TN-517Micro-MeasurementsIntroduction to Digital Signal ProcessingPassbandRippleAttenuation, enuation0TransitionBandPassbandDigital FilterStopband0CutoffFrequencyAnalog Filter100FrequencyFigure 5When using digital filters, the user should pay attention toboth the stopband and the transition band. In some cases,particularly those with lower passband frequencies, theDocument Number: 11067Revision: 01-Nov-2010transition band may be as great as, or even greater than,the passband itself.Further, as shown in Figure 5, it should be noted that thepassband and stopband frequencies of digital filters differfrom the cutoff frequency of the commonly used Besseland Butterworth analog filters. The cutoff frequency of ananalog filter, typically specified at an attenuation of 3 dB,usually lies in the transition band between the passbandand stopband frequencies of com parable digital filters.Digital filters are a combination of mathematical algorithms and fast digital circuits that operate on a series ofdigital data acquired over a period of time. The necessityof using a series of data leads to a delay as the data passesFor technical questions, asurements.com171Tech Notefrom 0 Hz (dc) to some nonzero passband frequency, fo,to pass essentially un a ltered (Figure 5). The filter doesintroduce a series of small positive and negative deviationsfrom the actual signal in the passband. When this “ripple”exceeds a certain amount, typically 0.01 dB, it defines thepassband frequency. For frequencies in the transition bandbetween the passband frequency and higher stopbandfrequency, the signal is increasingly attenuated. When theattenuation reaches a certain level, typically in the vicinityof 95 dB, it defines the stopband frequency of the digitalfilter.
TN-517Micro-MeasurementsIntroduction to Digital Signal Processingthrough the filter. After each new sample is taken, the oldestdata drops off the front of the series, the remaining data ismoved forward in the series, and the data just acquiredis added to the end of the series. Then the algorithm isapplied to the series of data to obtain a calculated valuefor the filtered data. The delay, calculated as the time aparticular sample takes to get midway through the series,is a function of the ADC sampling rate, the number ofterms used in the series, and the passband frequency.Accordingly, the same digital filter should be selected forall measurement channels to ensure that all data acquiredat the same time emerges from the digital filters at thesame, but delayed, time.4.0 Throughput Rates of Digital SystemsThe electrical resistance strain gage is an inherentlyanalog device that utilizes changes in the relative resistanceof the gage to quantify mechanical strains in the surface towhich it is attached. Of course, as readers probably alreadyknow, the strain gage is typically connected to someform of instrumentation that incorporates a Wheatstonebridge circuit to provide an analog electrical signal thatvaries as the strain changes. Indeed, most sensors —whether they be strain-gage-based transducers, LVDTs,thermocouples, piezoelectric devices, or a wide variety ofothers — ultimately produce such a signal.Tech NoteUnfortunately, the digital computers increasinglyincorporated into measurement systems are inherentlyincompatible w ith these analog sig nals. To storemeasurement data in digital form, the analog signal mustbe sampled at various points in time and converted tonumbers, i.e., the signal must be digitized. Ideally, the timebetween samples should be vanishingly small (approachingzero). But we know from arithmetic that anything dividedby zero is infinitely large. And, of course, the computer canhandle only a finite number of data points. The questionthen becomes how infrequently to sample. If the signal isoscillating on a regular basis, then a minimum of ten datapoints per period, for the highest frequency component toreasonably reconstruct the signal in the time domain, aretypically required. In the frequency domain, any rate ofmore than two samples per period will suffice. In order forthese conditions to be met, a digital measurement systemmust have a sufficient throughput rate.such things as (1) the need for oversampling to eliminatealiasing in dynamic signals, (2) the presence of bottlenecksin the communications link between instrumentation andcomputer hardware, and (3) limitations in the rate at whichsoftware can acquire, reduce, store, and/or present thedigital data.A calculation of throughput also requires knowledge ofhow the instrumentation hardware acquires the data. Thesimplest approach is to sequentially sample each datachannel in the system at fixed intervals (Figure 6). System4000, the original Micro-Measure m ents data system,acquires data in this fashion, using a single ADC at athroughput rate of 25 or 30 samples per second (dependingupon the frequency of the mains ure 6A more complicated approach, at the opposite end of thespectrum, is to simultaneously sample each data channel inthe system (Figure 7). System 6000 does this at rates of up to10 000 samples per second per channel. Because a separateADC is used for each instrumentation card, the theoreticalthroughput rate of the system is 10 000 times the numberof channels used in the system. For a 100 channel system,that would be a million samples per second. However,because of the limitations in the digital communicationslink between instrumentation hardware (where the datais ac quired) and computer (where the data is stored), thepractical maximum throughput of System 6000 utilizingModel 6100 Scanners is about 200 000 samples per secondper system for data acquisition and storage. That total canbe from a combination of 20 channels acquiring data at10 000 samples a second, or of 1000 channels acquiring 200samples a second.SignalsIn the simplest of terms, the throughput rate is little morethan an indication of how much digital data a specificcombination of hardware and software can acquire perunit of time. At the instrumentation level, it is primarilycontrolled by the number of analog-to-digital converters(ADCs) being used in the system, and the rate at which theanalog signals being measured can be sampled and digitized.The useful throughput rate of the overall data acquisitionsystem, however, is typically much slower because ofwww.micro-measurements.com172ScannerSignalFor technical questions, s samplingFigure 7Document Number: 11067Revision: 01-Nov-2010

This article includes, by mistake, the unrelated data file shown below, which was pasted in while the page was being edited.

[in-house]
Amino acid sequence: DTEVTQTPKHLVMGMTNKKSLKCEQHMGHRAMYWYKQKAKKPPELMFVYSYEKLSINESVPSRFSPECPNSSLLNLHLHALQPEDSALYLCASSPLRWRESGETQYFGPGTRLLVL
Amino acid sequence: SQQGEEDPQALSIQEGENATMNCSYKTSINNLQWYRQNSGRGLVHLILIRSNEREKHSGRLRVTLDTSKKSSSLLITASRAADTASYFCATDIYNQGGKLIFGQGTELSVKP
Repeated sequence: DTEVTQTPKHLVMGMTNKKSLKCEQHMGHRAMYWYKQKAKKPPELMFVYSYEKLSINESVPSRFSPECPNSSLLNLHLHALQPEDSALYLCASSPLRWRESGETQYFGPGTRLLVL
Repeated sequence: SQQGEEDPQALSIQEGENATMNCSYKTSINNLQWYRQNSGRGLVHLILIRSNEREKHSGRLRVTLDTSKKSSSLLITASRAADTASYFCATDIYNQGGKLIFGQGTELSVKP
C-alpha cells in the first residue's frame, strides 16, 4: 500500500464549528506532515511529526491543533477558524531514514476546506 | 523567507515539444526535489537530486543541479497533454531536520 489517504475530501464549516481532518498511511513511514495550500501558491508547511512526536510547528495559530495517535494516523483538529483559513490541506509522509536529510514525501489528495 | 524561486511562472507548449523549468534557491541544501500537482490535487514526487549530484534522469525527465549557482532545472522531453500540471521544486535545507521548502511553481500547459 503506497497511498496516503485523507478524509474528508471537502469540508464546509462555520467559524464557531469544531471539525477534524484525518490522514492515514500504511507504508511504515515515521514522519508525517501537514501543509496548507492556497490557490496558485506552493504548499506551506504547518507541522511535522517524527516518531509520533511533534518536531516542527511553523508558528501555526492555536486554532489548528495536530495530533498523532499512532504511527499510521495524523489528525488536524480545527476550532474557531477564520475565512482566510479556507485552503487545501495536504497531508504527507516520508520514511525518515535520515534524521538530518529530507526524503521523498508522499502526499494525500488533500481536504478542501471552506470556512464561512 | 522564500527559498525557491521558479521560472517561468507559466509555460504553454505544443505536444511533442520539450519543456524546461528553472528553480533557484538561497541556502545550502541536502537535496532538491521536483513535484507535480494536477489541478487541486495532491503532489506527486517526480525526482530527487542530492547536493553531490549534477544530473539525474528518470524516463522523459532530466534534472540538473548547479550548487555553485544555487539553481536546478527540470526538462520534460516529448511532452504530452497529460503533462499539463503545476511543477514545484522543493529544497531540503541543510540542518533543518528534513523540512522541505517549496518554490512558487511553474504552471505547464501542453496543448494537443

TN-517Micro-MeasurementsIntroduction to Digital Signal ProcessingA substantially higher throughput can be obtained withSystem 7000 (or System 6000 using the Model 6200Scanners), which simultaneously sample and store datalocally on each scanner (Figure 8). With a full complementof sixteen cards, each System 7000 scanner has a practicalthroughput of 256 000 samples per second (128 channels at2000 samples/second/channel) or 160 000 samples/second(16 channels at 1
in digital signal processing can construct a model of the analog waveform that produced a particular set of data by looking at how the magnitudes of the measurements data vary over time. For frequency domain analysis, the sampling rate can be quite close to twice the maximum rate of oscillation. Reconstruction of the actual signal itself would require a sampling rate of ten or more times the .